But the way Wilde saw it, the achievement of Socialism is not desirable so that altruism can be made the centerpiece of society, so that everyone can bask in a common goodwill and human brotherhood can become a reality instead of a dimly conceived dream. Not at all. For Wilde,

"The chief advantage that would result from the establishment of Socialism is, undoubtedly, the fact that Socialism would relieve us from that sordid necessity of living for others which, in the present condition of things, presses so hardly upon almost everybody. In fact, scarcely anyone at all escapes."

Wilde realized that:

"The majority of people spoil their lives by an unhealthy and exaggerated altruism – are forced, indeed, so to spoil them. They find themselves surrounded by hideous poverty, by hideous ugliness, by hideous starvation. It is inevitable that they should be strongly moved by all this. The emotions of man are stirred more quickly than man’s intelligence; and, as I pointed out some time ago in an article on the function of criticism, it is much more easy to have sympathy with suffering than it is to have sympathy with thought. Accordingly, with admirable, though misdirected intentions, they very seriously and very sentimentally set themselves to the task of remedying the evils that they see. But their remedies do not cure the disease: they merely prolong it. Indeed, their remedies are part of the disease."

Everyone of my generation has seen the "hideous" news reports about famines that threaten, and succeed in killing, thousands of people every few years. They have succeeded in creating in us a compunction that our parents didn't possess, of feeling responsible for the suffering of people who aren't as lucky as we are on the other side of the earth. So we contribute money to charities, which of course provide no solutions to the problem.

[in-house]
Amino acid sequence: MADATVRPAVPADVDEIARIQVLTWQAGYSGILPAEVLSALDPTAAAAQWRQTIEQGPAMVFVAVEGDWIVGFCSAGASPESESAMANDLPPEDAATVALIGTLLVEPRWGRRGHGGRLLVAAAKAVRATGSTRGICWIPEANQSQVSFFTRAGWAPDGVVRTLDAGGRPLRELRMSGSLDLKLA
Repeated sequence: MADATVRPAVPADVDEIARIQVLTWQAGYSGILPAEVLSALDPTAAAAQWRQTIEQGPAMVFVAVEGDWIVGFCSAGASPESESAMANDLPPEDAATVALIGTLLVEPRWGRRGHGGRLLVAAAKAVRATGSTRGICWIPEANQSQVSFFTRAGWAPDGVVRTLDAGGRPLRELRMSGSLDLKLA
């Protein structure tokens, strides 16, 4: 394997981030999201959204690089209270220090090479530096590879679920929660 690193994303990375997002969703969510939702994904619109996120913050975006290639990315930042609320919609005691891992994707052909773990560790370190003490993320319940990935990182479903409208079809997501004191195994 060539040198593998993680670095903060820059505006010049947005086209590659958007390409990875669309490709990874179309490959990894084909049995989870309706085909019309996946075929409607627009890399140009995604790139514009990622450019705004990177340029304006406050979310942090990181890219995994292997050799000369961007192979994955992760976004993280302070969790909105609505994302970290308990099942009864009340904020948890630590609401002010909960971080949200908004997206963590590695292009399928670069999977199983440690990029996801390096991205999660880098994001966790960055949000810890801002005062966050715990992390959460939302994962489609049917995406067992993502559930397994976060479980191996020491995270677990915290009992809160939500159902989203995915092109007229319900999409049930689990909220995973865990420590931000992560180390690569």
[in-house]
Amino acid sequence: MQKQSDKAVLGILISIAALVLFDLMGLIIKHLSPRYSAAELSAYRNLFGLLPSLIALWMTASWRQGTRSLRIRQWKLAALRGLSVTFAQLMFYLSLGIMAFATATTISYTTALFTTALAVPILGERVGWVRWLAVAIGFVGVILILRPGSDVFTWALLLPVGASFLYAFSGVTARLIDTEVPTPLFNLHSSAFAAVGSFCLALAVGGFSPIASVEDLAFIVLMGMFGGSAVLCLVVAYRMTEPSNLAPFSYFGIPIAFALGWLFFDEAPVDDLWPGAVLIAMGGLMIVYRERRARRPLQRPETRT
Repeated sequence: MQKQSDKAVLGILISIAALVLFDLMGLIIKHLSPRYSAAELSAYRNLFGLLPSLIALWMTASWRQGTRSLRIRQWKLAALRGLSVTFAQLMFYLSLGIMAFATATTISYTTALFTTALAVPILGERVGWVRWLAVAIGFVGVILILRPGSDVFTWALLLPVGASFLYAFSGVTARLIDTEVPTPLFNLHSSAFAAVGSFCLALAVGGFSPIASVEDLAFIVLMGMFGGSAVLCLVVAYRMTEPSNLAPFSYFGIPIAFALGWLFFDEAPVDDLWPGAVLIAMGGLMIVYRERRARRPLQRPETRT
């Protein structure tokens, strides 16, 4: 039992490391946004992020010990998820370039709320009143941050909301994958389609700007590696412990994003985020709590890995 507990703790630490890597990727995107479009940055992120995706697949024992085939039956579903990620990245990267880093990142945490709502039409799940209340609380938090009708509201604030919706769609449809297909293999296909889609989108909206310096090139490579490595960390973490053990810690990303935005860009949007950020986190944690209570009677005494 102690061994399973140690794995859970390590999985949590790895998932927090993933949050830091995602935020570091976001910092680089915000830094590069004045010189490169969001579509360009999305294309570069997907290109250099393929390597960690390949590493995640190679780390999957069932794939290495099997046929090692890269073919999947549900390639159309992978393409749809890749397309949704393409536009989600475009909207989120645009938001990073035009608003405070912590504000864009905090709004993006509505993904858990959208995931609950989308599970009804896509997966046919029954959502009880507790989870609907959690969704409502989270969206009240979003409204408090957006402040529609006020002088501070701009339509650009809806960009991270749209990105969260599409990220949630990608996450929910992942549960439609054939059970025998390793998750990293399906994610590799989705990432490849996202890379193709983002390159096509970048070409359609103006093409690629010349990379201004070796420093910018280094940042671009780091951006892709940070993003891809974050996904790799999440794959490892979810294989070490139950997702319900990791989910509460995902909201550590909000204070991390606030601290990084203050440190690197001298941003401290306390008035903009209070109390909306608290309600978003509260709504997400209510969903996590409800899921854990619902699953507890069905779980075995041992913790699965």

Nearly two years ago, in a post I called Charity, I made the point that "The fact is there would be no need for charity if we had an economy that made such rapacious, insane acquisitiveness as Buffett & Co. have practiced all their lives impossible."

Wilde says much the same thing (but more eloquently):

"The proper aim is to try and reconstruct society on such a basis that poverty will be impossible. And the altruistic virtues have really prevented the carrying out of this aim. Just as the worst slave-owners were those who were kind to their slaves, and so prevented the horror of the system being realised by those who suffered from it, and understood by those who contemplated it, so, in the present state of things in England, the people who do most harm are the people who try to do most good; and at last we have had the spectacle of men who have really studied the problem and know the life – educated men who live in the East End – coming forward and imploring the community to restrain its altruistic impulses of charity, benevolence, and the like. They do so on the ground that such charity degrades and demoralises. They are perfectly right. Charity creates a multitude of sins."